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A Nontraumatic Surprise Neck Mass

  1. Gerald Capraro3
  1. 1Internal Medicine
  2. 2Infectious Disease, Carolinas Medical Center
  3. 3Clinical Microbiology Laboratory, Carolinas Healthcare System, Charlotte, North Carolina
  1. Anthony Amoroso, Section Editor
  1. Correspondence: A. Simmelink, Internal Medicine, Carolinas Medical Center, 1000 Blythe Blvd, Charlotte, NC 28203 (andrew.simmelink{at}carolinashealthcare.org).

(See page 959 for the Photo Quiz.)

Diagnosis: Mucormycosis.

Histology revealed suppurative granulomatous inflammation, with numerous aggregates of fungal hyphae that appeared degenerated, but broad, ribbon-like, and pauciseptate (Figure 1). Impression was for Zygomycetes infection, and tissue submitted for culture subsequently grew Mucor species.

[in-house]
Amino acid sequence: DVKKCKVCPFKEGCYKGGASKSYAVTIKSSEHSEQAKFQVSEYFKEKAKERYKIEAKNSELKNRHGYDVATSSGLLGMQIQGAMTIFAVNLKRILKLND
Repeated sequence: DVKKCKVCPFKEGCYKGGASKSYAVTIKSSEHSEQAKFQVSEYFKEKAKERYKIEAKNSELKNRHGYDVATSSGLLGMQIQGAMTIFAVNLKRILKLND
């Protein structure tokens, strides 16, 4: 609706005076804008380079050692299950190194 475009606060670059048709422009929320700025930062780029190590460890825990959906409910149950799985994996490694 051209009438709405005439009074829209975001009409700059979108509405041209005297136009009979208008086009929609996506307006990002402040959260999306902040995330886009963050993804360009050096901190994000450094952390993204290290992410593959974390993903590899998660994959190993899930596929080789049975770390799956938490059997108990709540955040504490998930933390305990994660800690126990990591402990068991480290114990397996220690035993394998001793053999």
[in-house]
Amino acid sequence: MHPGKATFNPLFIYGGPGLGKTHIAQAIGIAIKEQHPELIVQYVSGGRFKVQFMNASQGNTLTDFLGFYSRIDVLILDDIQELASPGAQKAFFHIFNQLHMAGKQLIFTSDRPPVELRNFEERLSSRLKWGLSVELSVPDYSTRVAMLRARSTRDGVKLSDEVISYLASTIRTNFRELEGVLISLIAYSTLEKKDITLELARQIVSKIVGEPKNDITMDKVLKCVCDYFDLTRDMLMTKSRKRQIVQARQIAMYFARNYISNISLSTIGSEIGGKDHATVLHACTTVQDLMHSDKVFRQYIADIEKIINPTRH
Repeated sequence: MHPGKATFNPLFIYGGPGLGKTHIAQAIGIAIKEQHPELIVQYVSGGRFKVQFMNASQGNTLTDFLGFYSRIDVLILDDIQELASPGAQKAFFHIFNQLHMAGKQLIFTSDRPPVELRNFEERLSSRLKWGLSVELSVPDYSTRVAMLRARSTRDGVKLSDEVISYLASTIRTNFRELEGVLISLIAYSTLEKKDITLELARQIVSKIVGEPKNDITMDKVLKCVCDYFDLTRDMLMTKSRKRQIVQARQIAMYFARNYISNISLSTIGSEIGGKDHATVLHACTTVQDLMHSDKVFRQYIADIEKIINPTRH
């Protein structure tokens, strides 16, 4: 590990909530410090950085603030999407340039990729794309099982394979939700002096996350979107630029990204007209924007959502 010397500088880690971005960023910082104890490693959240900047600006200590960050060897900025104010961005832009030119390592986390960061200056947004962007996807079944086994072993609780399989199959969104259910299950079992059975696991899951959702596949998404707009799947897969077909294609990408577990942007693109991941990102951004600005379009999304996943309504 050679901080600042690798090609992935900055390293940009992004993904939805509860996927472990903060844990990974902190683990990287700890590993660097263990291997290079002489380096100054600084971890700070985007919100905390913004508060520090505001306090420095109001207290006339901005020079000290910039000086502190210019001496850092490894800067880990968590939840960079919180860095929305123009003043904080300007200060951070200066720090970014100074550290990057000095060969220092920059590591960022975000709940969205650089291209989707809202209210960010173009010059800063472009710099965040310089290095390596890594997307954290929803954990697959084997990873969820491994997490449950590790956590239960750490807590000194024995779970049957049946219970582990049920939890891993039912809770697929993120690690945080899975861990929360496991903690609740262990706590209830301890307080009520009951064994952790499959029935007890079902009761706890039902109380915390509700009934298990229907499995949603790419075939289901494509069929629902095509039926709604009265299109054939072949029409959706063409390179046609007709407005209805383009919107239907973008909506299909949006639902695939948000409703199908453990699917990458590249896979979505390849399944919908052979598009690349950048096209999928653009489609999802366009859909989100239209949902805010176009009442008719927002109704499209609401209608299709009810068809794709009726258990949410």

Figure 1.

Grocott methenamine silver stain of surgical culture, showing numerous aggregates of fungal hyphae that appeared degenerated, but broad, ribbon-like, and pauciseptate, 400x magnification.

Figure 2.

Lateral neck mass.

Mucormycosis is often a rapidly progressive disease with high mortality approaching 30% in some series. This infection most commonly presents with rhinocerebral and pulmonary disease in hosts with diabetes or following solid organ and bone marrow …

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